On LinkedIn, as well as on various test-oriented discussion boards there’s a lot of talk about the necessary skills one needs to have or develop in order to be a good test automation engineer / consultant / << insert job title here>>. Example questions asked can be ‘What language is useful to learn?‘ or ‘How do I automate fancy technology XYZ using tool this-or-that?’ (too many hits on LinkedIn to count, often related to Selenium).
Another perspective on the discussion on skills needed for successful test automation is whether you’re best off being – or employing – a developer with a testing mindset or a tester with development skills (I’d go with the latter).
However, in all those discussions, one vital, even essential skill everybody in test automation should have seems to be overlooked again and again:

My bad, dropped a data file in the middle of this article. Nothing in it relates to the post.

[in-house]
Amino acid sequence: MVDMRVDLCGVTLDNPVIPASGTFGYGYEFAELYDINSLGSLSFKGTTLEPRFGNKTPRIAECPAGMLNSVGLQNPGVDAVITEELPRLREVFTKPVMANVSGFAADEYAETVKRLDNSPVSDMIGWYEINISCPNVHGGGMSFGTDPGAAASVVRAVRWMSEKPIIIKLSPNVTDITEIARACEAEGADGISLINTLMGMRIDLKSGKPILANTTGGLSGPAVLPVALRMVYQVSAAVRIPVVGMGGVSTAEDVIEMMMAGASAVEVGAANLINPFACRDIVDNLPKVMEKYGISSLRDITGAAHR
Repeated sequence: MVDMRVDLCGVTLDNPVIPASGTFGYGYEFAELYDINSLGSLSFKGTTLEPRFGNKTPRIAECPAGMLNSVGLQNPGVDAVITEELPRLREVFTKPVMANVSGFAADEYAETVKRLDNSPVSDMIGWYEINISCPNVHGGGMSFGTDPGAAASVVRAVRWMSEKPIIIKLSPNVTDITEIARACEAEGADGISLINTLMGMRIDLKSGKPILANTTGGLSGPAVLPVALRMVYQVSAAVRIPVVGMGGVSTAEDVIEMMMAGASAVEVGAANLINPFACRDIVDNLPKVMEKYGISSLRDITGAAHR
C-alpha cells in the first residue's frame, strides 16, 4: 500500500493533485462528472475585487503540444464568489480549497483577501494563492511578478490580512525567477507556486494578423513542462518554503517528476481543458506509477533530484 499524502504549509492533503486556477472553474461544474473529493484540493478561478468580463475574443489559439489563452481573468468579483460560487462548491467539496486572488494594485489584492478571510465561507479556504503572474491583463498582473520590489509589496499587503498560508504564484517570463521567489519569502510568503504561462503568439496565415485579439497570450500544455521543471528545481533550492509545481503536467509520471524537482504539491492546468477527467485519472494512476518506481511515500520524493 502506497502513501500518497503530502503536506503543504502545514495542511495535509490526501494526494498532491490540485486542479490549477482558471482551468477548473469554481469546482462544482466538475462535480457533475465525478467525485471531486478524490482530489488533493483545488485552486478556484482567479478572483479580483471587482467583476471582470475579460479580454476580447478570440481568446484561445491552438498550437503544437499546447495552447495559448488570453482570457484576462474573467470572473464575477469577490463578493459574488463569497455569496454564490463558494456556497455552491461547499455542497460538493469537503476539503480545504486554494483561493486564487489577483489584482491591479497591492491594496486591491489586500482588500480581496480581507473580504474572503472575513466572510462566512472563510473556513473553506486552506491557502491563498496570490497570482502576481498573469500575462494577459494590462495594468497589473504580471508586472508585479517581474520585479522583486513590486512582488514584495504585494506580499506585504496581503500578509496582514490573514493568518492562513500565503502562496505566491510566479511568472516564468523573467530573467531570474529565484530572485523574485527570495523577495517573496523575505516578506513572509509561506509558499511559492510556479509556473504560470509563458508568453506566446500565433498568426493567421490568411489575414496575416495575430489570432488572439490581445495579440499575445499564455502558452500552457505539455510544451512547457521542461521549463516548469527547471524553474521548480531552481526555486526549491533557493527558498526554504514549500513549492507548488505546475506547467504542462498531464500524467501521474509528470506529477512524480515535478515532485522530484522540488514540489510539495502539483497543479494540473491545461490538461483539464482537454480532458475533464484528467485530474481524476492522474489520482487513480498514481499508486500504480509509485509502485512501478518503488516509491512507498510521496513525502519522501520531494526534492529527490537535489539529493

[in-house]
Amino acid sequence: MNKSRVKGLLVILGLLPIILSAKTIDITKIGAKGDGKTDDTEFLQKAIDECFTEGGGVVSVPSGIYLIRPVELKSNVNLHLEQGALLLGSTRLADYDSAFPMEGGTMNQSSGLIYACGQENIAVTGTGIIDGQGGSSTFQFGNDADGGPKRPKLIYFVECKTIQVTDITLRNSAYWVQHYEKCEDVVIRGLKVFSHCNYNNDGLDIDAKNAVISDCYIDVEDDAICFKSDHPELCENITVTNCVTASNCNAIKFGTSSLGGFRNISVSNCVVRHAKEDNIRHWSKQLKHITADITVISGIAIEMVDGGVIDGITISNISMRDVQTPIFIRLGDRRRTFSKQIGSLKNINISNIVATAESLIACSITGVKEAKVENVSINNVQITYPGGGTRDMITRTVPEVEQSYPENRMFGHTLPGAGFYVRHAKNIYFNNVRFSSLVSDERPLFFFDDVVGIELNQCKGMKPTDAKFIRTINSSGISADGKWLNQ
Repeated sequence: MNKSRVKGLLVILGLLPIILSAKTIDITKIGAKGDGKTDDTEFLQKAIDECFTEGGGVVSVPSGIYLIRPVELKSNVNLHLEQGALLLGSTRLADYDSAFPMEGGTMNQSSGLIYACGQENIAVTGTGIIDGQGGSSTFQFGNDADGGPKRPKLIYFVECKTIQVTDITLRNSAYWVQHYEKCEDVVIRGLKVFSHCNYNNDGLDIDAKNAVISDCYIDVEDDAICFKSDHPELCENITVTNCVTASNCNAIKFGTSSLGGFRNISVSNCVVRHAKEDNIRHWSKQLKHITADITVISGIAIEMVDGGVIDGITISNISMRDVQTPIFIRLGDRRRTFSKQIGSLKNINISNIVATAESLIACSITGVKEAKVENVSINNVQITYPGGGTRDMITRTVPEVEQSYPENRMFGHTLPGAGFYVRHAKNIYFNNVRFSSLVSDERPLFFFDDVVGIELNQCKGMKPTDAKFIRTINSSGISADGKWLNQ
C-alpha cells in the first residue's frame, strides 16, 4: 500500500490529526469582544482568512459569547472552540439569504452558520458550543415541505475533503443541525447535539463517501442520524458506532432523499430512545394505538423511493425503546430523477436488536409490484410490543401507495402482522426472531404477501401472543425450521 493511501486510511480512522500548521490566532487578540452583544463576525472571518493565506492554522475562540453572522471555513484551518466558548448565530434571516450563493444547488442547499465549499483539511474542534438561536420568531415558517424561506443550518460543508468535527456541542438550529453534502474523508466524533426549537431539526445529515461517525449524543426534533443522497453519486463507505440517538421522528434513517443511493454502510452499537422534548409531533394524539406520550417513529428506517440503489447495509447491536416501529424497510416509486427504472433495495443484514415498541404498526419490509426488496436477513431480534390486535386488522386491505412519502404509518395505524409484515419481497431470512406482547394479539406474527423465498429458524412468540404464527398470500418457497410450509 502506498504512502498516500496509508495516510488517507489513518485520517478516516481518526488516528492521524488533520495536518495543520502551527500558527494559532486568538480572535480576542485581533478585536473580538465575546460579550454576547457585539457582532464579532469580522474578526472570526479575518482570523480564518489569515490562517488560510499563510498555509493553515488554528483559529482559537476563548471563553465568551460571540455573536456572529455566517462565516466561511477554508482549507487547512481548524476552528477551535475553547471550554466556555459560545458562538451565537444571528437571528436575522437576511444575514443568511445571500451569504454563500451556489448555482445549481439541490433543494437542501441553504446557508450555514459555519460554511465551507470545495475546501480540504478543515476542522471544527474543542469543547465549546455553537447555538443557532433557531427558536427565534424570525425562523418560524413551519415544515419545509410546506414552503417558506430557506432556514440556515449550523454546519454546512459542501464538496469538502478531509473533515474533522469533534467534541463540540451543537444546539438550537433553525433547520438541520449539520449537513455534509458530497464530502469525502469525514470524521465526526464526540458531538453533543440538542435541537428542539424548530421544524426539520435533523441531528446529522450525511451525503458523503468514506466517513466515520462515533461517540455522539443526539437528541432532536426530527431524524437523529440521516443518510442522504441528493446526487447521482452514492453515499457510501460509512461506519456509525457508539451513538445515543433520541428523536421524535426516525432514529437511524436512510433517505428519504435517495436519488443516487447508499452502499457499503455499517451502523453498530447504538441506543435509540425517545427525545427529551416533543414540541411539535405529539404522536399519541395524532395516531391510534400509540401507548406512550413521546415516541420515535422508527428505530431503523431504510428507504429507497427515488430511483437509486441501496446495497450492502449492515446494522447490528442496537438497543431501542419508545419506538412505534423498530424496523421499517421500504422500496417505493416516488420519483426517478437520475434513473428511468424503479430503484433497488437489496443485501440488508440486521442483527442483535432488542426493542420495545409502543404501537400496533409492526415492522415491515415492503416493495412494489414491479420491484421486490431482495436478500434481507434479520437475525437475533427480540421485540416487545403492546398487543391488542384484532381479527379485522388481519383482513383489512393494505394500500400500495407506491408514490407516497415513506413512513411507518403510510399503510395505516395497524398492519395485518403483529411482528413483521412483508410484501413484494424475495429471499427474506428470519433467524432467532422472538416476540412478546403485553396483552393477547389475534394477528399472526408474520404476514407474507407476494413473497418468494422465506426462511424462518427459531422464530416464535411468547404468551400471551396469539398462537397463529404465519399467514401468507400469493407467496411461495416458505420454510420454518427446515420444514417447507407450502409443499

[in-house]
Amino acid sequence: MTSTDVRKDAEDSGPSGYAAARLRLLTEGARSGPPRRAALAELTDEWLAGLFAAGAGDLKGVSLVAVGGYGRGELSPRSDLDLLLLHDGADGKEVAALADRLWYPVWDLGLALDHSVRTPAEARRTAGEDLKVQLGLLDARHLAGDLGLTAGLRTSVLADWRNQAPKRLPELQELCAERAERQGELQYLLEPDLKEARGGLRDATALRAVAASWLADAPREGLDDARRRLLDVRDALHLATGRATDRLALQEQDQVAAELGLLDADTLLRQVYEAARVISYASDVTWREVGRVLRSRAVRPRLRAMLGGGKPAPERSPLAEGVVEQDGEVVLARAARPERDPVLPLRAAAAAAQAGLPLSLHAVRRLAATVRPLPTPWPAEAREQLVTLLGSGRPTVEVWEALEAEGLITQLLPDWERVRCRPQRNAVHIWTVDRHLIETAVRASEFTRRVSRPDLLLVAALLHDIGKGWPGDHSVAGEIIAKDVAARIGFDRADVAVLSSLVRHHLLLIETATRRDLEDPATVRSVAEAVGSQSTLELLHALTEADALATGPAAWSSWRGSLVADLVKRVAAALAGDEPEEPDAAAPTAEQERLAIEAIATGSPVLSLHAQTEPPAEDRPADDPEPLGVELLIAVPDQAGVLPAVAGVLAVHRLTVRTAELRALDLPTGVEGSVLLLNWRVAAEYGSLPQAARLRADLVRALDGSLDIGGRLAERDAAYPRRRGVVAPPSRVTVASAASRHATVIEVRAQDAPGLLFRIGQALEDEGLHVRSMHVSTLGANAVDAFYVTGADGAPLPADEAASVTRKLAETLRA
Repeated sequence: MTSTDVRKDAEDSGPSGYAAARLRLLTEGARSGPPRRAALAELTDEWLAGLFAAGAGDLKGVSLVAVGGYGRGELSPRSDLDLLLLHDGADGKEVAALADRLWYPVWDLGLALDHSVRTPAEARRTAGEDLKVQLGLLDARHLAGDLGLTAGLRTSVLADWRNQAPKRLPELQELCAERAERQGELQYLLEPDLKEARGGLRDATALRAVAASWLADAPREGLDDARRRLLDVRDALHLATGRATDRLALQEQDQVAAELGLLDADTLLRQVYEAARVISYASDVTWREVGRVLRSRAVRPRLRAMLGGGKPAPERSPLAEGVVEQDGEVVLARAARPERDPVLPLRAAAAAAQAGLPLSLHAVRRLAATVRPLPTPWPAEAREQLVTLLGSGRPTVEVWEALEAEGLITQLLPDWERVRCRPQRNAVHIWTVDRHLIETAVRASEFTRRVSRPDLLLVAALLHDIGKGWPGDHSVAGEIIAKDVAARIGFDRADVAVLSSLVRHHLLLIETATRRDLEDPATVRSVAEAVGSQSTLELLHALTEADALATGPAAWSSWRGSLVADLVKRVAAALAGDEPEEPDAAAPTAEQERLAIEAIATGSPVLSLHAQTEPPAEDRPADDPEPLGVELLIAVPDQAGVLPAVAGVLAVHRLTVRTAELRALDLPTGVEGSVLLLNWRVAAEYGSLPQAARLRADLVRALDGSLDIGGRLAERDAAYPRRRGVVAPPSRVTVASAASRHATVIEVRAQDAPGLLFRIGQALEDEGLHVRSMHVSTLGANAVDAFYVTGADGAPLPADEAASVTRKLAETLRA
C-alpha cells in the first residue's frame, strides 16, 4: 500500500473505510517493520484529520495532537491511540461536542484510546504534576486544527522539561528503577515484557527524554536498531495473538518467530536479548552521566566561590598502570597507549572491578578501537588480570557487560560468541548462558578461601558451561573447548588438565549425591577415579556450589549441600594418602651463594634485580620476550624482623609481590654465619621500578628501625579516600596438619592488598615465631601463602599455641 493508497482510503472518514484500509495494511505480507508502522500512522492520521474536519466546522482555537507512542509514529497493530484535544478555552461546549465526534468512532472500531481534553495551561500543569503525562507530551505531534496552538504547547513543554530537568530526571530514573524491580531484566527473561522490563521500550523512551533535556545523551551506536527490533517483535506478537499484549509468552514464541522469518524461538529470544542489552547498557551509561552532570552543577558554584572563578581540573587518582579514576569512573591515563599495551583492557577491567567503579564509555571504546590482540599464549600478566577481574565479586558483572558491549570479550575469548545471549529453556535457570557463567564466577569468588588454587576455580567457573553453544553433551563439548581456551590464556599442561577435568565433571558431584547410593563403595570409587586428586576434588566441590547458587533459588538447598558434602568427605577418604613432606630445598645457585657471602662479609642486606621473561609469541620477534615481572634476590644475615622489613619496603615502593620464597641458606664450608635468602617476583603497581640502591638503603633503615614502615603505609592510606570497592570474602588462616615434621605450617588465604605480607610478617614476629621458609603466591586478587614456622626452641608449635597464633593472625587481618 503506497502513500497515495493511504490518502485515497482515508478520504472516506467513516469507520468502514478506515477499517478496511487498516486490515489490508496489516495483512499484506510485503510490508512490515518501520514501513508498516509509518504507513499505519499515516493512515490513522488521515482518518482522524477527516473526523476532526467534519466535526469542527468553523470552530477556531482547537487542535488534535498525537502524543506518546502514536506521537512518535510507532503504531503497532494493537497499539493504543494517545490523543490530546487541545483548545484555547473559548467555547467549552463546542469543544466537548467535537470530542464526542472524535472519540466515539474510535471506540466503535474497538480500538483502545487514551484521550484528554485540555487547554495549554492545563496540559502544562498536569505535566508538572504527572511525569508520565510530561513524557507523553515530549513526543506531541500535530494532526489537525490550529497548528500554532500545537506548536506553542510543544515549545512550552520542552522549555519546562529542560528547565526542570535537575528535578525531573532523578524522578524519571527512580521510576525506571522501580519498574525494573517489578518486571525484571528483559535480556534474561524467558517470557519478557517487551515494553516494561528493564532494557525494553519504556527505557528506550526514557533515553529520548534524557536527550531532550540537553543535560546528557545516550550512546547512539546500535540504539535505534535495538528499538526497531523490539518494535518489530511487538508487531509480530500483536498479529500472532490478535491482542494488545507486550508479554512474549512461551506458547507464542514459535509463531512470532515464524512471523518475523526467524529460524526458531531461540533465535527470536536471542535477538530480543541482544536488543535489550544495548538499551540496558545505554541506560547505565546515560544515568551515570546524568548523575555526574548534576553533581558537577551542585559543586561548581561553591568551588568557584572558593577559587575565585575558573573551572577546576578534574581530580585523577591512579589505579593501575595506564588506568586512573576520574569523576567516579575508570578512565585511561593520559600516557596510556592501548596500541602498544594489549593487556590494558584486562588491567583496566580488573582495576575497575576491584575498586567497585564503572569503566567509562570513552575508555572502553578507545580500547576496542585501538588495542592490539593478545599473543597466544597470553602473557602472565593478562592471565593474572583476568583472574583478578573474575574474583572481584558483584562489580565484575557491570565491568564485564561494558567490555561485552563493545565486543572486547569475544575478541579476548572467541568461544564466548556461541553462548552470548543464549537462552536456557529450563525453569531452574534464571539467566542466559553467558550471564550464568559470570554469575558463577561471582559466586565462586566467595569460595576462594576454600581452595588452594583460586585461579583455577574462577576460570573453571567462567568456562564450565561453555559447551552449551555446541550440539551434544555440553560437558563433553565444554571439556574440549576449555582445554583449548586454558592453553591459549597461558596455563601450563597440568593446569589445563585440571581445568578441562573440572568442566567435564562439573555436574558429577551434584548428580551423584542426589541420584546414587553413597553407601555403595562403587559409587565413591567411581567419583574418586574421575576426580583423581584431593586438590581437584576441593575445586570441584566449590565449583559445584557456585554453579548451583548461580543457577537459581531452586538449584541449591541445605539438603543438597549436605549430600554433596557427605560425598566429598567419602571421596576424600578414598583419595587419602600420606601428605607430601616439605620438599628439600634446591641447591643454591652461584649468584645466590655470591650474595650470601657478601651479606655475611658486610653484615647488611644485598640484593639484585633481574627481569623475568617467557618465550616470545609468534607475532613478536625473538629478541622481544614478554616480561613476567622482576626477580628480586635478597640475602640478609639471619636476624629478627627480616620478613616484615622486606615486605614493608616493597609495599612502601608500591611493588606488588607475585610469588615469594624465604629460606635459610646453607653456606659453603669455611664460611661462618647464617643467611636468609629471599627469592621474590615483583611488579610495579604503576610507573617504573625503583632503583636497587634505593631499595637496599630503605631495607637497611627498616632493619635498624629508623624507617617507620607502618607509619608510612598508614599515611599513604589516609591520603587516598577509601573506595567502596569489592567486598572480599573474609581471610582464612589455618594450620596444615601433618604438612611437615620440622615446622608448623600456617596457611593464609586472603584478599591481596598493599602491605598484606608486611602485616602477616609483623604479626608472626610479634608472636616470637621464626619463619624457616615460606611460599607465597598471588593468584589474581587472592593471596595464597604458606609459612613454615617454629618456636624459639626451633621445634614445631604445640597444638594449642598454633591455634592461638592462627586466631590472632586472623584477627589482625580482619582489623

Knowing what not to automate.
Honestly, some of the questions that pop up.. ‘How do I check the values on this pie chart with this tool?’ ‘How can I have my test script read an email using Outlook?’ Seriously? Why not just do a quick check on the underlying values (in a database, for example) instead of spending days developing a buggy test script that performs the same check, only slower?
In the wise words of Alan Page: “You should automate 100% of the tests that should be automated“. No more, and if possible no less either. But, when in doubt, it’s probably better not to automate a test that should be automated than to automate a test that shouldn’t be.
Still thinking about automating that Google Maps / Google Docs user interface check? Then please also consider the following likely outcomes:
- You’ll probably introduce a lot of required maintenance effort (the Google UI’s change often and are notoriously hard to automate)
- You’re not testing your actual product (unless you work for Google, and in that case, you probably know about their APIs which are much easier and faster to automate)
- You’re throwing away money.
Please, don’t become the world’s best automator of useless checks.